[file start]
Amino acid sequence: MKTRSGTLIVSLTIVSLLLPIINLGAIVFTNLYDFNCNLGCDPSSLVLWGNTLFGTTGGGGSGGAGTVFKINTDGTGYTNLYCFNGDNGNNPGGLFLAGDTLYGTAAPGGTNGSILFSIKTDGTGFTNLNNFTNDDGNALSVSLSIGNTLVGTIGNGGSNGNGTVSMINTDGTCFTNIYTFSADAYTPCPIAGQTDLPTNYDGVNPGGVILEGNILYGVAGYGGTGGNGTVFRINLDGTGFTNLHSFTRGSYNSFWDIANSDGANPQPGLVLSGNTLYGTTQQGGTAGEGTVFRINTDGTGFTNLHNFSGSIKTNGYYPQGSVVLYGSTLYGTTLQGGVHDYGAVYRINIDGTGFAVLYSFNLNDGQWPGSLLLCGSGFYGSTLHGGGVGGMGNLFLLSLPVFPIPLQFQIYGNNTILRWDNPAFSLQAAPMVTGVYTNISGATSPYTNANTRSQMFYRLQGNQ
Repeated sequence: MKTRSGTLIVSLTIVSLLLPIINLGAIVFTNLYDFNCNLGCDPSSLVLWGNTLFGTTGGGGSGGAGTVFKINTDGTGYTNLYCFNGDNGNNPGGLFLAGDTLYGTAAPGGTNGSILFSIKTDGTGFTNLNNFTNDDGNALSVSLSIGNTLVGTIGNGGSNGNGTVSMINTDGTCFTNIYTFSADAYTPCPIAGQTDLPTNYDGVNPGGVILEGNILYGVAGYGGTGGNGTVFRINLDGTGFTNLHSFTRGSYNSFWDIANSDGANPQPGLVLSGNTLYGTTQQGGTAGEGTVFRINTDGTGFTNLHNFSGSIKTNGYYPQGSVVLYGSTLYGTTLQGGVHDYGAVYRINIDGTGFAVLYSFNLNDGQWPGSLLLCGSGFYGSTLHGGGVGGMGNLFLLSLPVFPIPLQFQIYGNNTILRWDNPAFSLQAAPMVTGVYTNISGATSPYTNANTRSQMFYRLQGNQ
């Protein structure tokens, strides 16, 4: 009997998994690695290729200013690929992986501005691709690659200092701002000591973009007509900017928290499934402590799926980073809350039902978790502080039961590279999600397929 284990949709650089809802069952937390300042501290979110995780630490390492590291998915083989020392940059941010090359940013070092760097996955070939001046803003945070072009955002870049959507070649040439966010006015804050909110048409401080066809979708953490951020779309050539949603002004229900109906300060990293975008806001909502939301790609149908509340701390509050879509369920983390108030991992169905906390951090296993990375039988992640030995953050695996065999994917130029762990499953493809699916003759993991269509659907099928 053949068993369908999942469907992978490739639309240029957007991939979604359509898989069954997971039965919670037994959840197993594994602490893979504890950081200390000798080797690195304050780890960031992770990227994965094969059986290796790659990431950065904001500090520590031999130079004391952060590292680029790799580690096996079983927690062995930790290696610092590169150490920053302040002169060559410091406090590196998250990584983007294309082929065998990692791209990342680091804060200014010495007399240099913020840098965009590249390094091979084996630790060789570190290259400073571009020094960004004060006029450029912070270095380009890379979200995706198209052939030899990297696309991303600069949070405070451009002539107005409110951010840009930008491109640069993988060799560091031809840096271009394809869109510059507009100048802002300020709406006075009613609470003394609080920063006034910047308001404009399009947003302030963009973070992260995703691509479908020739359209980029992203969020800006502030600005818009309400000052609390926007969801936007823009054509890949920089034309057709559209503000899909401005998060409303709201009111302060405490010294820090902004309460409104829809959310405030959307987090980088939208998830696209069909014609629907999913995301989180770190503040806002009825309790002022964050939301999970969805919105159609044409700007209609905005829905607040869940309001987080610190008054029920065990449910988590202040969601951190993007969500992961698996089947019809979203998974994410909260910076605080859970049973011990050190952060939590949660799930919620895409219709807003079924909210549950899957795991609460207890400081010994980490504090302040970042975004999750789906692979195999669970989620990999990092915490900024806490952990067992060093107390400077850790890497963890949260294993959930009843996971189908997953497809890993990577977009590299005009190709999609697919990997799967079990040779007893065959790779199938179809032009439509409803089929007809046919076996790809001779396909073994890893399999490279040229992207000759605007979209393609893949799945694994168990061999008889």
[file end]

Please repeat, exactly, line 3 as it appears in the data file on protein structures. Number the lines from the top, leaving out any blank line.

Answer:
């Protein structure tokens, strides 16, 4: 009997998994690695290729200013690929992986501005691709690659200092701002000591973009007509900017928290499934402590799926980073809350039902978790502080039961590279999600397929 284990949709650089809802069952937390300042501290979110995780630490390492590291998915083989020392940059941010090359940013070092760097996955070939001046803003945070072009955002870049959507070649040439966010006015804050909110048409401080066809979708953490951020779309050539949603002004229900109906300060990293975008806001909502939301790609149908509340701390509050879509369920983390108030991992169905906390951090296993990375039988992640030995953050695996065999994917130029762990499953493809699916003759993991269509659907099928 053949068993369908999942469907992978490739639309240029957007991939979604359509898989069954997971039965919670037994959840197993594994602490893979504890950081200390000798080797690195304050780890960031992770990227994965094969059986290796790659990431950065904001500090520590031999130079004391952060590292680029790799580690096996079983927690062995930790290696610092590169150490920053302040002169060559410091406090590196998250990584983007294309082929065998990692791209990342680091804060200014010495007399240099913020840098965009590249390094091979084996630790060789570190290259400073571009020094960004004060006029450029912070270095380009890379979200995706198209052939030899990297696309991303600069949070405070451009002539107005409110951010840009930008491109640069993988060799560091031809840096271009394809869109510059507009100048802002300020709406006075009613609470003394609080920063006034910047308001404009399009947003302030963009973070992260995703691509479908020739359209980029992203969020800006502030600005818009309400000052609390926007969801936007823009054509890949920089034309057709559209503000899909401005998060409303709201009111302060405490010294820090902004309460409104829809959310405030959307987090980088939208998830696209069909014609629907999913995301989180770190503040806002009825309790002022964050939301999970969805919105159609044409700007209609905005829905607040869940309001987080610190008054029920065990449910988590202040969601951190993007969500992961698996089947019809979203998974994410909260910076605080859970049973011990050190952060939590949660799930919620895409219709807003079924909210549950899957795991609460207890400081010994980490504090302040970042975004999750789906692979195999669970989620990999990092915490900024806490952990067992060093107390400077850790890497963890949260294993959930009843996971189908997953497809890993990577977009590299005009190709999609697919990997799967079990040779007893065959790779199938179809032009439509409803089929007809046919076996790809001779396909073994890893399999490279040229992207000759605007979209393609893949799945694994168990061999008889």